We’ve been providing regular updates in the Brew regarding the recall effort against California Gov. Gavin Newsom (D). Voters will decide whether to recall Newsom in a statewide election on Sept. 14. Here’s the status of a recall effort involving another noteworthy elected official in California—San Francisco District Attorney Chesa Boudin.

Organizers have initiated two recall efforts against Boudin this year. The first was approved for circulation on March 4. Recall organizers have until Aug. 11 to submit at least 51,325 valid signatures to put a recall election on the ballot. A second effort was started on April 28, and organizers have until Oct. 25 to gather the same number of signatures.

San Francisco voters elected Boudin district attorney over three other candidates in November 2019 in an election conducted using ranked-choice voting. The previous incumbent—George Gascón—was first appointed to the office by then-Mayor Newsom in 2011. Gascón declined to seek re-election in 2019, leaving the seat open for the first time since 1909. Gascón is currently Los Angeles County’s District Attorney after defeating incumbent Jackie Lacey, 54% to 46%, in last November’s election.

At the time of the election, Boudin worked in the city’s Public Defender’s Office. His endorsers included presidential candidate Bernie Sanders (I), Our Revolution, and the city affiliate of the Green Party. Boudin received 35.7% of the first-choice vote, followed by Suzy Loftus with 31.1%, Nancy Tung with 19.3%, and Leif Dautch with 13.9%. Although the election was officially nonpartisan, all four candidates were Democrats.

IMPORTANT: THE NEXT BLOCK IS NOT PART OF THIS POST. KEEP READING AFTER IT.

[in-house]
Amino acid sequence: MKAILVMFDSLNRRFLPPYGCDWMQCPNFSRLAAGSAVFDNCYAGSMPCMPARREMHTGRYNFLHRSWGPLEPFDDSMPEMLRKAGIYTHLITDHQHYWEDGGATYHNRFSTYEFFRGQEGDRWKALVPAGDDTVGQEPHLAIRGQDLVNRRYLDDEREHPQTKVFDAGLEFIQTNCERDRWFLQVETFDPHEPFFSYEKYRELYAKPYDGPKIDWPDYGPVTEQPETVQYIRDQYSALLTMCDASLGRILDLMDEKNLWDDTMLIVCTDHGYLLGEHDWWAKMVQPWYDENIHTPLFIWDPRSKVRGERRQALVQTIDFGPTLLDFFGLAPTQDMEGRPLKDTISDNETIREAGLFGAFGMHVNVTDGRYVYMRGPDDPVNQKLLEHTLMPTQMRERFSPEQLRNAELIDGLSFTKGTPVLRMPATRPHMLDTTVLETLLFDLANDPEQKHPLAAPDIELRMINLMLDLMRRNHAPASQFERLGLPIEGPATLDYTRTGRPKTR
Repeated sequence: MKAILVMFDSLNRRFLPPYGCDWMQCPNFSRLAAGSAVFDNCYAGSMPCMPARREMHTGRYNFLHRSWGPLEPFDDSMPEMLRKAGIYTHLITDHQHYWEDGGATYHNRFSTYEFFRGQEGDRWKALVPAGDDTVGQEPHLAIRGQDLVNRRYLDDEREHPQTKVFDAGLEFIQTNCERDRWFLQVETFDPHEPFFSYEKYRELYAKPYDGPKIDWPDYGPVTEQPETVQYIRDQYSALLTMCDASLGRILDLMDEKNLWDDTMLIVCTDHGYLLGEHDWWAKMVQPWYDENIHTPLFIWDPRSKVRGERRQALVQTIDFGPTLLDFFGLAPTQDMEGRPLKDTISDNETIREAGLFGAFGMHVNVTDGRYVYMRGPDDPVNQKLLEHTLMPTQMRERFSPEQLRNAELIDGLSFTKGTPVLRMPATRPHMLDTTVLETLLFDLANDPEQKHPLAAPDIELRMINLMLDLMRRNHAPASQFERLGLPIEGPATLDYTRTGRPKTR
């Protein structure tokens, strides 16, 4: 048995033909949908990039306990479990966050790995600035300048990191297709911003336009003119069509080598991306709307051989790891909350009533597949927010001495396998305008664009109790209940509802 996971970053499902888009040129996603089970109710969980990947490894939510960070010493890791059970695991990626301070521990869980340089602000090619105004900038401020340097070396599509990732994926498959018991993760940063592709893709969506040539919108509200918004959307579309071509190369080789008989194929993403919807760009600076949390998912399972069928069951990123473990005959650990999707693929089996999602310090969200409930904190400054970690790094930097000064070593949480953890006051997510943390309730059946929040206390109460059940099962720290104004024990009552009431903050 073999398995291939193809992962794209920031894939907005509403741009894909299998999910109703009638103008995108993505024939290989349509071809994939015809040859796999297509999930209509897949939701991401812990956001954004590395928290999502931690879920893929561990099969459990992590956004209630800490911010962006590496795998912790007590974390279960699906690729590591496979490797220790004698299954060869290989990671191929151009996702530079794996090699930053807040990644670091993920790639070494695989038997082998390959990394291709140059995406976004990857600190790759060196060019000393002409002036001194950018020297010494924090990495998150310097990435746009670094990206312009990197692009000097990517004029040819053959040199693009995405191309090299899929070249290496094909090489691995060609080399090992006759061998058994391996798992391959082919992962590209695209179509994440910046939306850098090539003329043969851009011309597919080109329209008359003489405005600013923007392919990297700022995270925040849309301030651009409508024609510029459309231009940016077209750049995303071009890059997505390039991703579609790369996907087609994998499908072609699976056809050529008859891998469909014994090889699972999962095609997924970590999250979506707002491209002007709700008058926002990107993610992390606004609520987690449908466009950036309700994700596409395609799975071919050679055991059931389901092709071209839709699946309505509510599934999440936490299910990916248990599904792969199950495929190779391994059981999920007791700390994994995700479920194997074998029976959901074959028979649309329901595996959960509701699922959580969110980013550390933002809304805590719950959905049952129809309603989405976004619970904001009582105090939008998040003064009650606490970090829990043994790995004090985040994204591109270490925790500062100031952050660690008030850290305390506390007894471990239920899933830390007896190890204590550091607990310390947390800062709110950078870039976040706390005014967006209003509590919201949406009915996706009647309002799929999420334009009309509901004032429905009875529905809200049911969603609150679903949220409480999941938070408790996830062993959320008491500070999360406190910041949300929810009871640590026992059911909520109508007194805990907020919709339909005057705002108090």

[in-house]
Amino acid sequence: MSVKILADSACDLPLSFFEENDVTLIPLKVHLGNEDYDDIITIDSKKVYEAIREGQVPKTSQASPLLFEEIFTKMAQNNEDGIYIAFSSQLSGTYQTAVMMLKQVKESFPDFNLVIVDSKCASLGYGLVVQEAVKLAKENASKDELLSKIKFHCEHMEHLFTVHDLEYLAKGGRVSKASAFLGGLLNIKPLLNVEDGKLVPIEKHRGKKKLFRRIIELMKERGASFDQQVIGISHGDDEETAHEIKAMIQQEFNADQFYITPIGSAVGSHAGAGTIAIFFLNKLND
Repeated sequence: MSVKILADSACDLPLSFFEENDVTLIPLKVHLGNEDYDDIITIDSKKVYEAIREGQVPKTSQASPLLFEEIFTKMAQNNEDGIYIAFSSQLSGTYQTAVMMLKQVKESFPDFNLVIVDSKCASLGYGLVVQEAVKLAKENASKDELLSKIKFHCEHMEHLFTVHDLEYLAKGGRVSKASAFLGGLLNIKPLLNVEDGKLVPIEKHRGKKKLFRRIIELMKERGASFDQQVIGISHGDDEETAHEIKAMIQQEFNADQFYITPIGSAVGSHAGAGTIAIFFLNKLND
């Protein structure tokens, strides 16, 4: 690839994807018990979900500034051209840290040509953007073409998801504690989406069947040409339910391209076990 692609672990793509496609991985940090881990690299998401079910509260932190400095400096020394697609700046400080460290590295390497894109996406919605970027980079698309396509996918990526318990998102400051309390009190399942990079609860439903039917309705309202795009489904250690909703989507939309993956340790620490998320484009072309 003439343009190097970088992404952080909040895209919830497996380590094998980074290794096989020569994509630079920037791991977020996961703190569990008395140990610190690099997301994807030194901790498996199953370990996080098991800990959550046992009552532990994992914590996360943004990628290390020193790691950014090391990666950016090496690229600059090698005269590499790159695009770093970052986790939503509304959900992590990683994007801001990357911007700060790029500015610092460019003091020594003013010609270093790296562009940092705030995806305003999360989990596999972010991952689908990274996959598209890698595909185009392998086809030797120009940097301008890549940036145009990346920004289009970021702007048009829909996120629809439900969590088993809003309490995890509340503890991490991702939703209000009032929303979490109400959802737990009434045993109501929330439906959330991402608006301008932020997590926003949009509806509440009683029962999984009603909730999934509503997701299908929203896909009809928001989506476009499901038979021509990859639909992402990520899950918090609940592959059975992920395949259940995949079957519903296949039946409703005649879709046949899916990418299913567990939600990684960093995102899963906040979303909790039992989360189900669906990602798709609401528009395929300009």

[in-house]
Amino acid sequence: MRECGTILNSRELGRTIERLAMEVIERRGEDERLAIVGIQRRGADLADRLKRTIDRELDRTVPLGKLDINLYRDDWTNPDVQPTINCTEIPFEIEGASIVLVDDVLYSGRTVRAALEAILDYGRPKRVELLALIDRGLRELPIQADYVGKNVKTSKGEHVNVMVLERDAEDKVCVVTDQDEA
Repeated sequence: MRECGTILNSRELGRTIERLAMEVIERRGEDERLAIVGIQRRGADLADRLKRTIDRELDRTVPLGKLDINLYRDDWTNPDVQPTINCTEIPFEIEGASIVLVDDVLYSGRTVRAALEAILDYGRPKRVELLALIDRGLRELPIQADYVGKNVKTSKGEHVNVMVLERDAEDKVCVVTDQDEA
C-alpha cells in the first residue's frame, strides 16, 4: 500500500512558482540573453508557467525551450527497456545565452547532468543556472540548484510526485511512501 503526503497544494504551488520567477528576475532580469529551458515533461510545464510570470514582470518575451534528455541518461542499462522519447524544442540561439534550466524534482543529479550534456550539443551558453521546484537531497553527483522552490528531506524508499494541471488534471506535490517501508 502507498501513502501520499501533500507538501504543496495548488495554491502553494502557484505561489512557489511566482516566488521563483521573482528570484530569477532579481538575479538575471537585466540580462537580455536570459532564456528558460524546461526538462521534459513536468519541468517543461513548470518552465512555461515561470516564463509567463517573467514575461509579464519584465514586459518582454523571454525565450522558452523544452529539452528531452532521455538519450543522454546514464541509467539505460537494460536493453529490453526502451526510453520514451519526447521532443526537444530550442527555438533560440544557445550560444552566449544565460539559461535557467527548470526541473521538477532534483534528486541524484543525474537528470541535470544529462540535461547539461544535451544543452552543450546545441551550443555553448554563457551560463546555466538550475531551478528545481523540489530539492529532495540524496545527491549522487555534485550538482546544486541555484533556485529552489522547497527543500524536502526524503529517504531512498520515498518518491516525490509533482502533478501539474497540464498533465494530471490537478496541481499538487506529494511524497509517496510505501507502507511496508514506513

Supporters of both recalls allege that Boudin’s approach has led to increased crime rates. Boudin has stated that he is reforming the criminal justice system, and the recalls are politically motivated. 

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Redistricting review: Colorado Supreme Court adjusts redistricting deadlines

The Colorado Supreme Court modified its schedule on July 26 for reviewing congressional and state legislative redistricting plans after the state’s congressional redistricting commission petitioned the court to extend the deadline for submitting a final plan. 

The court’s July 26 order requires the commission and all other interested parties to submit briefs within seven days after the commission submits a final plan to the court, which must be no later than Oct. 8. The commission had asked the state supreme court to establish a deadline of Oct. 28.

In response to the court’s order, the congressional review commission set a Sept. 28 deadline for completing its redistricting plan. The state supreme court said it will rule on the state’s congressional district plan by Nov. 1. 

So far, two states—Illinois and Oklahoma—have enacted state legislative district plans, and no states have enacted congressional district plans. The U.S. Census Bureau has agreed to deliver redistricting data to states by Aug. 16. 

Colorado is one of eight states where commissions draw congressional district lines.